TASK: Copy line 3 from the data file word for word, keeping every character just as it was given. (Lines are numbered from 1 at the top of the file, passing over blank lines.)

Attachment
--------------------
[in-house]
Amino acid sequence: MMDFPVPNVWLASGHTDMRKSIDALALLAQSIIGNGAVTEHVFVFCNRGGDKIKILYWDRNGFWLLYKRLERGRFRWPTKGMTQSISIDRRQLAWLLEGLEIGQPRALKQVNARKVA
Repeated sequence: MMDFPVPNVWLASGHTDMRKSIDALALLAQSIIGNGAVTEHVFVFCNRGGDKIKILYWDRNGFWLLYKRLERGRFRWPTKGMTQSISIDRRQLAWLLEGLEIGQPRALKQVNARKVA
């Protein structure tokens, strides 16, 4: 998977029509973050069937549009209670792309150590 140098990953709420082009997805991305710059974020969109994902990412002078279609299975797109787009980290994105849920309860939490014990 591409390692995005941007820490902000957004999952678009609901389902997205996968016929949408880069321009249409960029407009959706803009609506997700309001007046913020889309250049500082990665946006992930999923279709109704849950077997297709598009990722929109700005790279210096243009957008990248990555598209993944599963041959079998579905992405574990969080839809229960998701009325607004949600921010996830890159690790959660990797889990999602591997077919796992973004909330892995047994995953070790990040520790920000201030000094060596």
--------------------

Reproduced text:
Repeated sequence: MMDFPVPNVWLASGHTDMRKSIDALALLAQSIIGNGAVTEHVFVFCNRGGDKIKILYWDRNGFWLLYKRLERGRFRWPTKGMTQSISIDRRQLAWLLEGLEIGQPRALKQVNARKVA